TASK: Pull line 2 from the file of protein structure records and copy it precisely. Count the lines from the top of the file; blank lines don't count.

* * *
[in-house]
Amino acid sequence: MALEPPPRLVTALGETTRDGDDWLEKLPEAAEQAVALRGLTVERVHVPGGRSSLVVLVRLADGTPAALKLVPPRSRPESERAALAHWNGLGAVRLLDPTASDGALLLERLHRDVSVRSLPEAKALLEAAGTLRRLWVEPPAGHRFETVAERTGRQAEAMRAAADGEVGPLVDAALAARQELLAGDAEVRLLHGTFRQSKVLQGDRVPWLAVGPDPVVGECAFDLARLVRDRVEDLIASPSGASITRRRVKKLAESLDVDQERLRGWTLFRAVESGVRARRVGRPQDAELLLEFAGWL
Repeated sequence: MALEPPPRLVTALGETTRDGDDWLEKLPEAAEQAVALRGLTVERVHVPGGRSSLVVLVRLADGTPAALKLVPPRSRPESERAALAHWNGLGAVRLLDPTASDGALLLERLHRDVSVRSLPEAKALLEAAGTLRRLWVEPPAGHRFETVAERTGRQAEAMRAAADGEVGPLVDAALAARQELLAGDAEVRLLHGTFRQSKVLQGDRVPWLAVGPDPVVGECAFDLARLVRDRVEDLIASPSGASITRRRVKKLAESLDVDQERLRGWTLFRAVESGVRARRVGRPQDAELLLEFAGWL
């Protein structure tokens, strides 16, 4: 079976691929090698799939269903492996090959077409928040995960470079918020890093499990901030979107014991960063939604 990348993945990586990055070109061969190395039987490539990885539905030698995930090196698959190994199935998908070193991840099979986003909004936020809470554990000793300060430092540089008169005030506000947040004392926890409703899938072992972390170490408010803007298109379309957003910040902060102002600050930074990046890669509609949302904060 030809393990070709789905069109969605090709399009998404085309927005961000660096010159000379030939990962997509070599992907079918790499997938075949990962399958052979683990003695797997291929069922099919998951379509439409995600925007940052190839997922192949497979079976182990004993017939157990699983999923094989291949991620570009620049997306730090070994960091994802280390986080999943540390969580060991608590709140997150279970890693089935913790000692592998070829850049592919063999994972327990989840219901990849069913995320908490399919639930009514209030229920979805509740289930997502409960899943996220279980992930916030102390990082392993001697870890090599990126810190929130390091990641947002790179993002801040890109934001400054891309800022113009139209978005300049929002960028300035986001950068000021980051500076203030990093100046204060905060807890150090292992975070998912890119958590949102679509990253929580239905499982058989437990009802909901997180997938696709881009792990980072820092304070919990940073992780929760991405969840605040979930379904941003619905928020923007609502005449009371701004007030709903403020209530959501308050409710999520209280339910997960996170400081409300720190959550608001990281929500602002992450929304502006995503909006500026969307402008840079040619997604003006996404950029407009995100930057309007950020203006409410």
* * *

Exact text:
Amino acid sequence: MALEPPPRLVTALGETTRDGDDWLEKLPEAAEQAVALRGLTVERVHVPGGRSSLVVLVRLADGTPAALKLVPPRSRPESERAALAHWNGLGAVRLLDPTASDGALLLERLHRDVSVRSLPEAKALLEAAGTLRRLWVEPPAGHRFETVAERTGRQAEAMRAAADGEVGPLVDAALAARQELLAGDAEVRLLHGTFRQSKVLQGDRVPWLAVGPDPVVGECAFDLARLVRDRVEDLIASPSGASITRRRVKKLAESLDVDQERLRGWTLFRAVESGVRARRVGRPQDAELLLEFAGWL